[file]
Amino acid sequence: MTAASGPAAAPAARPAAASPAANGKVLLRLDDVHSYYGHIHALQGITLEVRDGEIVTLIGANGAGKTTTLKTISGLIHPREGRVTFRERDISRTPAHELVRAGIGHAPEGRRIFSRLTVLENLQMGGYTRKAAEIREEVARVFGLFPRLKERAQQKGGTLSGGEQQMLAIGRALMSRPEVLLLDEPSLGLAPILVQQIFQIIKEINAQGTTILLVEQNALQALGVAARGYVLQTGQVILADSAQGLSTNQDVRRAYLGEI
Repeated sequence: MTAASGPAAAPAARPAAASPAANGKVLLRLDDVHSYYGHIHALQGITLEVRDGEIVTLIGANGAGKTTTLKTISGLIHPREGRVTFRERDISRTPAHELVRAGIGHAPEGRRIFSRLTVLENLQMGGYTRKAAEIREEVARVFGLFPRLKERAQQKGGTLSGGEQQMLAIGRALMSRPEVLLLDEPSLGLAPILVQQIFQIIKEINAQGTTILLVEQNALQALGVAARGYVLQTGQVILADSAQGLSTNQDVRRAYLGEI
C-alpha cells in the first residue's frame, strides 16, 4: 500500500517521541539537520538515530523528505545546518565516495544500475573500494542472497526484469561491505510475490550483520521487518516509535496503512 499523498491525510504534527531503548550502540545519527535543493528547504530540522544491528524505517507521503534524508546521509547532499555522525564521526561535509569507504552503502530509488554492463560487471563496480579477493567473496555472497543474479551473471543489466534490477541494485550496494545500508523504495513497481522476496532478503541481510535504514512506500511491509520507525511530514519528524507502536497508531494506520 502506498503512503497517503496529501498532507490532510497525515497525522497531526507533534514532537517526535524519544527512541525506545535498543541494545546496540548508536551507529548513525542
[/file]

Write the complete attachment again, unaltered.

Amino acid sequence: MTAASGPAAAPAARPAAASPAANGKVLLRLDDVHSYYGHIHALQGITLEVRDGEIVTLIGANGAGKTTTLKTISGLIHPREGRVTFRERDISRTPAHELVRAGIGHAPEGRRIFSRLTVLENLQMGGYTRKAAEIREEVARVFGLFPRLKERAQQKGGTLSGGEQQMLAIGRALMSRPEVLLLDEPSLGLAPILVQQIFQIIKEINAQGTTILLVEQNALQALGVAARGYVLQTGQVILADSAQGLSTNQDVRRAYLGEI
Repeated sequence: MTAASGPAAAPAARPAAASPAANGKVLLRLDDVHSYYGHIHALQGITLEVRDGEIVTLIGANGAGKTTTLKTISGLIHPREGRVTFRERDISRTPAHELVRAGIGHAPEGRRIFSRLTVLENLQMGGYTRKAAEIREEVARVFGLFPRLKERAQQKGGTLSGGEQQMLAIGRALMSRPEVLLLDEPSLGLAPILVQQIFQIIKEINAQGTTILLVEQNALQALGVAARGYVLQTGQVILADSAQGLSTNQDVRRAYLGEI
C-alpha cells in the first residue's frame, strides 16, 4: 500500500517521541539537520538515530523528505545546518565516495544500475573500494542472497526484469561491505510475490550483520521487518516509535496503512 499523498491525510504534527531503548550502540545519527535543493528547504530540522544491528524505517507521503534524508546521509547532499555522525564521526561535509569507504552503502530509488554492463560487471563496480579477493567473496555472497543474479551473471543489466534490477541494485550496494545500508523504495513497481522476496532478503541481510535504514512506500511491509520507525511530514519528524507502536497508531494506520 502506498503512503497517503496529501498532507490532510497525515497525522497531526507533534514532537517526535524519544527512541525506545535498543541494545546496540548508536551507529548513525542